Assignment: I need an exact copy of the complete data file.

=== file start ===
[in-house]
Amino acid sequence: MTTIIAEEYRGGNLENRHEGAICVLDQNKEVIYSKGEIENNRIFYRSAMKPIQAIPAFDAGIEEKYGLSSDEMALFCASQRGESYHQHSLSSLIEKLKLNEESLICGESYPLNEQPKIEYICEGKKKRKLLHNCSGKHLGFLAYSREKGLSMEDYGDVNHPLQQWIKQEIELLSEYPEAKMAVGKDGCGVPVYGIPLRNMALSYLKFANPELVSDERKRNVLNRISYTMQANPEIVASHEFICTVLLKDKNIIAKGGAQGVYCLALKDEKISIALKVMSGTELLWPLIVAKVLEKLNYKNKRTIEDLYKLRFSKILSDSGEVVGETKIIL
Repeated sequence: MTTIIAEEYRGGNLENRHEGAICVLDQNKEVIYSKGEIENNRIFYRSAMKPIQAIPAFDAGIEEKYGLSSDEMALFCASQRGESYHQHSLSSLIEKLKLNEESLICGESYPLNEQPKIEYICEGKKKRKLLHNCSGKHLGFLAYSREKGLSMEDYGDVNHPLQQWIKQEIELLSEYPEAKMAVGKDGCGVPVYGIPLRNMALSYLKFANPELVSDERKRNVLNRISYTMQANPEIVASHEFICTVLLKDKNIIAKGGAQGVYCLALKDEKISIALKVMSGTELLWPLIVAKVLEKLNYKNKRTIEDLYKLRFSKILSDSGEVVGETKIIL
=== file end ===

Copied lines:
[in-house]
Amino acid sequence: MTTIIAEEYRGGNLENRHEGAICVLDQNKEVIYSKGEIENNRIFYRSAMKPIQAIPAFDAGIEEKYGLSSDEMALFCASQRGESYHQHSLSSLIEKLKLNEESLICGESYPLNEQPKIEYICEGKKKRKLLHNCSGKHLGFLAYSREKGLSMEDYGDVNHPLQQWIKQEIELLSEYPEAKMAVGKDGCGVPVYGIPLRNMALSYLKFANPELVSDERKRNVLNRISYTMQANPEIVASHEFICTVLLKDKNIIAKGGAQGVYCLALKDEKISIALKVMSGTELLWPLIVAKVLEKLNYKNKRTIEDLYKLRFSKILSDSGEVVGETKIIL
Repeated sequence: MTTIIAEEYRGGNLENRHEGAICVLDQNKEVIYSKGEIENNRIFYRSAMKPIQAIPAFDAGIEEKYGLSSDEMALFCASQRGESYHQHSLSSLIEKLKLNEESLICGESYPLNEQPKIEYICEGKKKRKLLHNCSGKHLGFLAYSREKGLSMEDYGDVNHPLQQWIKQEIELLSEYPEAKMAVGKDGCGVPVYGIPLRNMALSYLKFANPELVSDERKRNVLNRISYTMQANPEIVASHEFICTVLLKDKNIIAKGGAQGVYCLALKDEKISIALKVMSGTELLWPLIVAKVLEKLNYKNKRTIEDLYKLRFSKILSDSGEVVGETKIIL